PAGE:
WHERE IS IT GROWN?

Southern Rhone, Languedoc, Roussillon + Provence

WHAT DOES IT TASTE LIKE?

Medium to full-bodied red with flavours of fresh crushed berries and plums

WHAT ARE THE MAIN WINEMAKING METHODS?

If Syrah is the star of show when it comes to Rhone reds, then Grenache is the quiet workhorse, often comprising a higher proportion of the red blends of the Southern Rhone and noted for its contribution to highly pedigree’d wines.


#1 – Merlot
288,000+ acres of vineyard


WHERE IS IT GROWN?

Bordeaux, Languedoc + Southwest France

WHAT DOES IT TASTE LIKE?

Medium to full-bodied red wine with softer silky tannins and flavours of plum, cherry and other red fruits

WHAT ARE THE MAIN WINEMAKING METHODS?

Many will be surprised to see Merlot at the #1 spot on this list, but much like Cabernet Sauvignon, Merlot has leveraged its presence in some of the most expensive and sought after wines of Bordeaux (where it is used both as an addition to blends along with Cabernet Sauvignon and/or Cabernet Franc – or as a mono-varietal) to expand its footprint right across the wine producing regions of France.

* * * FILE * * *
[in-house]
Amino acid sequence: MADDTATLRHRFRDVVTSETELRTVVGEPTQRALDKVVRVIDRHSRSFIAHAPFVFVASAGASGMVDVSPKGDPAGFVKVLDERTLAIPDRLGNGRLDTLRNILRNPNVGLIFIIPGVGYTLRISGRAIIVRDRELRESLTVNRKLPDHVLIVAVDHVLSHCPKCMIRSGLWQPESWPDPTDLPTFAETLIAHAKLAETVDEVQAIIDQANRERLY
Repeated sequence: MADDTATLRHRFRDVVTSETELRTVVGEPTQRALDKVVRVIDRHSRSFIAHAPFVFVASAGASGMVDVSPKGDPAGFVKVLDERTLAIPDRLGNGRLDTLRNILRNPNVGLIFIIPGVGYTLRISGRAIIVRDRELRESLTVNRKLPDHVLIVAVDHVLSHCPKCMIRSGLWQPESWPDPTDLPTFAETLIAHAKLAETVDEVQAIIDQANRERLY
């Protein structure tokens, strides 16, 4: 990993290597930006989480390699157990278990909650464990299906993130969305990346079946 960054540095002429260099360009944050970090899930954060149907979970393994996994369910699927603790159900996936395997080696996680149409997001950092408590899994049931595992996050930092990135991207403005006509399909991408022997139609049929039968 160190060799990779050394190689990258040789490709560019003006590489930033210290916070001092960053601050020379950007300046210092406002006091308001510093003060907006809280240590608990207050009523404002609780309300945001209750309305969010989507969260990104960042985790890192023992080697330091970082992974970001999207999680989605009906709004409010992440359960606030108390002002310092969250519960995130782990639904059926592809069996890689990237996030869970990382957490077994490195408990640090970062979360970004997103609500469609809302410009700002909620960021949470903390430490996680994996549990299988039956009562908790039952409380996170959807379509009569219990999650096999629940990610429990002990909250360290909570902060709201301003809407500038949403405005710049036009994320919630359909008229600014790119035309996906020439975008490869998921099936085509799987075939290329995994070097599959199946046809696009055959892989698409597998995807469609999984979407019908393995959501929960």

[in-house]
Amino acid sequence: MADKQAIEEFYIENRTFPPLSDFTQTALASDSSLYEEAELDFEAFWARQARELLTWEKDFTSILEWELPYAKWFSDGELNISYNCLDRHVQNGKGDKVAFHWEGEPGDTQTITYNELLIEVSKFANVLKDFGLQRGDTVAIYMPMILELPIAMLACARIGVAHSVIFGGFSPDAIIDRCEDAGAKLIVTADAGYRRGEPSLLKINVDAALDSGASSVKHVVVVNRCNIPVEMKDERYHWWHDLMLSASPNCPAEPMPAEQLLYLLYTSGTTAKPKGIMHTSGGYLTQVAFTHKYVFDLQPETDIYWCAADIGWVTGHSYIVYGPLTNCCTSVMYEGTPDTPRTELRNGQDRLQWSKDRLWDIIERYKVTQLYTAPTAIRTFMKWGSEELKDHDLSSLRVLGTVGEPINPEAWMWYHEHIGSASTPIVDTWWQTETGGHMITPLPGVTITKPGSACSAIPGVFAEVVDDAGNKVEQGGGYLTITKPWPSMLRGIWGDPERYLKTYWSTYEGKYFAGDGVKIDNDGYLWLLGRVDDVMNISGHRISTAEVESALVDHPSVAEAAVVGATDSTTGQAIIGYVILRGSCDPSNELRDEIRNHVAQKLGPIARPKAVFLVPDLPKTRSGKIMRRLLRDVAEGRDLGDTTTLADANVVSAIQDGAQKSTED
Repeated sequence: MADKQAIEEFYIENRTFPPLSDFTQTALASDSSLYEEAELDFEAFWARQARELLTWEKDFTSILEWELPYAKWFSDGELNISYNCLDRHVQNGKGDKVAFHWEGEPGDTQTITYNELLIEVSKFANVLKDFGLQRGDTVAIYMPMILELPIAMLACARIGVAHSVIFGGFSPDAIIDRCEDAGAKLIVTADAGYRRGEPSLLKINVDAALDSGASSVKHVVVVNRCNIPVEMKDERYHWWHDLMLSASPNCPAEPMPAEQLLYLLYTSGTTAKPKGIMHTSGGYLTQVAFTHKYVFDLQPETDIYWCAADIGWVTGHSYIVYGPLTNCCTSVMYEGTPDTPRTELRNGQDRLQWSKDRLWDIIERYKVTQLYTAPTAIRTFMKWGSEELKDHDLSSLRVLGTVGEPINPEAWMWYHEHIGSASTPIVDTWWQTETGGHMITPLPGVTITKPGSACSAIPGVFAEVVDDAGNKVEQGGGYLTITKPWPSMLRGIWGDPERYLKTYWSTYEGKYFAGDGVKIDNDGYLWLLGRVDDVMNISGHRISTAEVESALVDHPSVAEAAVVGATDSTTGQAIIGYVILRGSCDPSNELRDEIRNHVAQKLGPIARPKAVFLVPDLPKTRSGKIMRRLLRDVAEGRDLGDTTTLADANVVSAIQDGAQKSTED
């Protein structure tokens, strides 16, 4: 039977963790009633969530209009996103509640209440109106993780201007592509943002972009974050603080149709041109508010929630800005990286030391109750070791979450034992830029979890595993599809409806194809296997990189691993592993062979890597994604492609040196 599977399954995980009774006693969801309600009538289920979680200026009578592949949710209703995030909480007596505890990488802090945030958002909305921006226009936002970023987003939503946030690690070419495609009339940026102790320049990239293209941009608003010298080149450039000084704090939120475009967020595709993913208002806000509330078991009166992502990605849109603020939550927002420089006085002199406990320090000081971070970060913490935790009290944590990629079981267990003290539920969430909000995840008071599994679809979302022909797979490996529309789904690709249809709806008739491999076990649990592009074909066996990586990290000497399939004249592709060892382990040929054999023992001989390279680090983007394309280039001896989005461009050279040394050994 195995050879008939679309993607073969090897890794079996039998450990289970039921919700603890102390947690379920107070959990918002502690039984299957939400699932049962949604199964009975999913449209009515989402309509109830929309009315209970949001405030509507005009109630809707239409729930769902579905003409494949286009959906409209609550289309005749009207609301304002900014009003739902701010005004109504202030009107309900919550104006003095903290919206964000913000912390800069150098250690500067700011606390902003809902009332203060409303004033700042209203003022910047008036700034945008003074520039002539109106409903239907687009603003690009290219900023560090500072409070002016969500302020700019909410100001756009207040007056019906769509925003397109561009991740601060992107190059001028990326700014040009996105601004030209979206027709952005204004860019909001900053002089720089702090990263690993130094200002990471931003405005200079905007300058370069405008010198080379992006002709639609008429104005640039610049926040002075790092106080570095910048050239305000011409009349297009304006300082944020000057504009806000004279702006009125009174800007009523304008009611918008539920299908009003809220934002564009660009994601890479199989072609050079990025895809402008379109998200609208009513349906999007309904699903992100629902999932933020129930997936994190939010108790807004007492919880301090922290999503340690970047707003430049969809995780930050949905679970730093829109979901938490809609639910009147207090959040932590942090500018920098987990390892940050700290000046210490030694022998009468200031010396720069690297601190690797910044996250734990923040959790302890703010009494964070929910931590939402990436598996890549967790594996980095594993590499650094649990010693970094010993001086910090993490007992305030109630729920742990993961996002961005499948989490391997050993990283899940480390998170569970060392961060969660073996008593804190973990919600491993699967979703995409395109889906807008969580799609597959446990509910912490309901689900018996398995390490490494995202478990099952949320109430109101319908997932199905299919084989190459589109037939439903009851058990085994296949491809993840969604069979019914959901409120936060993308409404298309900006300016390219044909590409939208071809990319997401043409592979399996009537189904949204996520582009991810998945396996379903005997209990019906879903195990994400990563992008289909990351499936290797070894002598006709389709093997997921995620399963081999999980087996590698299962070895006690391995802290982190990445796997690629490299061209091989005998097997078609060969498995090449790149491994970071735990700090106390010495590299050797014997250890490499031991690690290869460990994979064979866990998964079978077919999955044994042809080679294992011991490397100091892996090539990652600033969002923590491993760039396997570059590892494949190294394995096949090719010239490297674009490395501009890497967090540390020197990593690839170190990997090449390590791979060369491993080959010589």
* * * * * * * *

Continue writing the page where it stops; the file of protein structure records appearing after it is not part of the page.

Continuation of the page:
Andrew A. Hanna / Winetrader.ca

Top-12 Most Widely Grown Red Wine Grapes of France


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More about Andrew Hanna

Pulling corks and pushing cases as a third generation wine importer in Ontario, Canada selling fine wines and spirits produced by families - not factories. Get the full story at winetrader.ca